On 12 Jun 1998, Judge Borenstein issued a 140-page opinion, ruling (1) that Cheryl Amirault LeFave was entitled to a new trial, because crucial "new evidence" (scientific research on suggestibility of small children) was not available at her original 1987 trial, and (2) The memories of the child witnesses were hopelessly unreliable, tainted by coercive and incompetent interviews, and they would not be allowed to testify at any new trial. The full opinion, indexed at this site, is well worth reading.
The Prosecution filed an immediate appeal. Neither former MA Attorney General Scott Harshbarger (who no longer has direct responsibility for the case), his followers at the "Boston Globe," nor his protege current MA Attorney General Thomas Reilly admit to doing anything wrong.
The prosecution's appeal was argued before the SJC on 6 May 99.
On Wed 18 Aug 99, the SJC restored the conviction.
I don't blame them much for throwing out the "ineffective counsel" argument.
They are blind, however, to assert that Dr. Bruck's expert testimony on brainwashing of young witnesses was not "new evidence," of crucial importance to jurors in determining the truth.
Cheryl's only hope at this point may be the Federal courts. I believe it was a Federal judge who threw out Janet Reno's frame-up of Grant Snowden in Florida, but I am not sure of the quality of Federal judges in Massachusetts.
Cheryl Amirault LeFave's current attorneys are James L. Sultan of Boston and Dan Williams (mentioned above).
Violet's son Gerald (Cheryl's brother) remains jailed on similar charges. Until her retirement in 1998, his appeals had to go through his original trial judge Elizabeth Dolan, who admits to no flaw in his original trial.
View newer articles on Fells Acres, especially the 6 May 99 hearing before the SJC.
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(1) For more on the nationwide "Satanic ritual abuse" scare, see Debbie Nathan and Michael Snedeker, "SATAN'S SILENCE: Ritual Abuse and the Making of a Modern American Witch Hunt," Basic Books (Harper Collins Publishers), 1995.
On pp. 114-116, Nathan and Snedeker draw contrasts between "ritual abuse" accusations and normal, scientifically validated accusations.
(b) Themes in ritual abuse cases (pornography, masks, rituals, uniforms, excrement, blasphemy, and murder) tend to be "common motifs in normal, nonabused children's fantasies. At the beginning of the 1980s, child psychology researcher Frances Ilg and her colleagues compiled a list of fears typical to children of varying ages. They found that toddlers and preschoolers are afraid of clowns, Halloween masks, ambulances, monsters in the dark, animals, policemen, and burglars. ... Much of the content of ritual abuse cases is supplied by these perfectly normal fears. Scatalogical themes such as feces express primitive preoccupations with toilet training."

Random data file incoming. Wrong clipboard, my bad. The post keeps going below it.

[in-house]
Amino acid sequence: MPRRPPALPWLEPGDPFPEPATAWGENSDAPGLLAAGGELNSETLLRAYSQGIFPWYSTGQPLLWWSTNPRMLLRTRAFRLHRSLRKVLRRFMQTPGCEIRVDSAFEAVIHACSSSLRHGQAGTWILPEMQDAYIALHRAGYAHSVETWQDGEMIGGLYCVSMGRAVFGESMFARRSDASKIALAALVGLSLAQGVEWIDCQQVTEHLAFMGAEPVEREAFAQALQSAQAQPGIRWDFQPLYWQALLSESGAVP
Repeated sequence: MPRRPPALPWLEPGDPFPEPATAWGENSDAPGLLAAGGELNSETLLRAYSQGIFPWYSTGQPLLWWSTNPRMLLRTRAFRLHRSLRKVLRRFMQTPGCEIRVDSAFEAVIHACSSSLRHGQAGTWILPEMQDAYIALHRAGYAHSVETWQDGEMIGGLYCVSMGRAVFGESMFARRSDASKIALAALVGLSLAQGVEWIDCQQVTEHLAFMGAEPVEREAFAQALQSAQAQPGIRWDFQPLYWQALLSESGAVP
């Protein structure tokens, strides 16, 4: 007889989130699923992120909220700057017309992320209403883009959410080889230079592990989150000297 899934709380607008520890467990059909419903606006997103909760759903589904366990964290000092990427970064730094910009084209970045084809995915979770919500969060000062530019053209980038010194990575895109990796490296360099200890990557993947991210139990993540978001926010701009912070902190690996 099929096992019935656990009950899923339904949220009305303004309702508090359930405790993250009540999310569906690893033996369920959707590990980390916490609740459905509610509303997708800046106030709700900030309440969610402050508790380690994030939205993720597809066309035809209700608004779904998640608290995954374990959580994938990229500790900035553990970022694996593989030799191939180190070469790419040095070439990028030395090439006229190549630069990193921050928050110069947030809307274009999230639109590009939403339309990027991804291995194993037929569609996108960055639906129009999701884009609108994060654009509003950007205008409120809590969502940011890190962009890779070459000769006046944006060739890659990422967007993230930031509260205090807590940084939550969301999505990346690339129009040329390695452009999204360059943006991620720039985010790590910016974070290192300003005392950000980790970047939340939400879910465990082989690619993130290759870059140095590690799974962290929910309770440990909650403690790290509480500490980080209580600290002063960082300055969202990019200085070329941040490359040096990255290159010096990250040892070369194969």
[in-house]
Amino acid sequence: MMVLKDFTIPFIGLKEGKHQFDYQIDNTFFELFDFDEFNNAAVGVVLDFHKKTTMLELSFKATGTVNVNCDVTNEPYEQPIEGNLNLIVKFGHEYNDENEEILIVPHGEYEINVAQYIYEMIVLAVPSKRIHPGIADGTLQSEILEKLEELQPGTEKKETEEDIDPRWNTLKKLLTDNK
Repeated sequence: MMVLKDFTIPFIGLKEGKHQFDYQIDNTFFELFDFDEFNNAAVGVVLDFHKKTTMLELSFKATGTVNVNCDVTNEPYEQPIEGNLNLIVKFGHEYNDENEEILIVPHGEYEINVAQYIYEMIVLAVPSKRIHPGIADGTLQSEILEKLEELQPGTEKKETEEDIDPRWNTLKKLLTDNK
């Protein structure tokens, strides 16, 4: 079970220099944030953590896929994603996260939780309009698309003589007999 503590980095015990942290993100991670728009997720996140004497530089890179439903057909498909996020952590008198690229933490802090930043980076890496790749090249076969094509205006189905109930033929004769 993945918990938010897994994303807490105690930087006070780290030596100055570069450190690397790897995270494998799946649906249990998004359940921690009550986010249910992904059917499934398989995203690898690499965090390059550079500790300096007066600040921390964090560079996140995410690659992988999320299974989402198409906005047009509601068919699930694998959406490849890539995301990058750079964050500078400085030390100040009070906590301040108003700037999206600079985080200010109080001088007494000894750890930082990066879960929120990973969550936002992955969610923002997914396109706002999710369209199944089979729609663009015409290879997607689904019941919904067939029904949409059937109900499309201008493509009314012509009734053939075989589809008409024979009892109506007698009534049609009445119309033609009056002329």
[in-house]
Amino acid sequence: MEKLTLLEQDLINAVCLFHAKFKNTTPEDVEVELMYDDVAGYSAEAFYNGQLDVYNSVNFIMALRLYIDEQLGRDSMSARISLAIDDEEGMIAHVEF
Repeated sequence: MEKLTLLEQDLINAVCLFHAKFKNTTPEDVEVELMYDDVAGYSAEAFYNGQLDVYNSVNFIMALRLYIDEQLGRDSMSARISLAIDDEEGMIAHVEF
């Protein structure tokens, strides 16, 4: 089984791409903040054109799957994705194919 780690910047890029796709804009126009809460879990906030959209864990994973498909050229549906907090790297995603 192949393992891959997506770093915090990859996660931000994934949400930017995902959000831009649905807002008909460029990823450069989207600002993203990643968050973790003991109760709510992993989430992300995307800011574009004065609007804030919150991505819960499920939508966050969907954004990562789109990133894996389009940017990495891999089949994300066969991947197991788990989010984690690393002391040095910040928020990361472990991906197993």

(c) Other ritual abuse themes pick up on local prejudices (eg against Black men in America, or Germans in the Netherlands), or urban legends (eg that in some school, never specifically identified, a liberal sex educator put young children into a dark room and encouraged them to grope each other).
(b) "None of the accusing children made their first disclosure to our investigators, so you can't say we made the whole thing up."--
2. Logs and tapes of later interviews between social workers and children show the interviewers refused to take "no" for an answer, and kept coming back over months. ["Boston Globe," Sun 19 Mar 95, p. 17]
The prosecution do, however, deserve some credit for taping many of these interviews, in contrast to practice in the "Little Rascals" case of Edenton NC.
(d) "The trials followed the law and were reviewed by higher courts"--
This seems to be a DA's equivalent to the Nuremberg defense ("I was only following orders!"). Nevertheless, a DA is in a position of leadership, and has the front-line responsibility to prevent or correct miscarriages of justice. Perhaps DA Harshbarger was honestly swept away by the mob hysteria of the mid 1980s. Nevertheless, he had plenty of opportunity over succeeding years, like Fells Acres Judge John Paul Sullivan, to recognize new findings on children's memory and on the non-existence of ritual abuse, and seek to correct his error. It is also a leader's job to ask for legal changes, both to protect the innocent from false charges in the future, and to protect helpless children from devastating malpractice.
It is not part of the pattern, however, that the entire staff of a large, successful daycare center should suddenly, after 20 years, go crazy and start a Satanic cult, all without ever being seen by the constant stream of unannounced adult visitors (parents, tradesmen, etc) who show up throughout the day. "Extraordinary claims require extraordinary proof." (See also section 5D.)
(Honest investigators have devised rules for videotaped first interviews, which clarify the difference between what the child actually remembers and what he picks up later from others. Though I do not have a cite at hand, I understand that some less honest characters advise prosecutors to destroy initial records of child interrogations, lest they provide evidence of the accused's innocence. (!)
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4. Notes on the Boston media
Return to Bob Chatelle's Fells Acres site.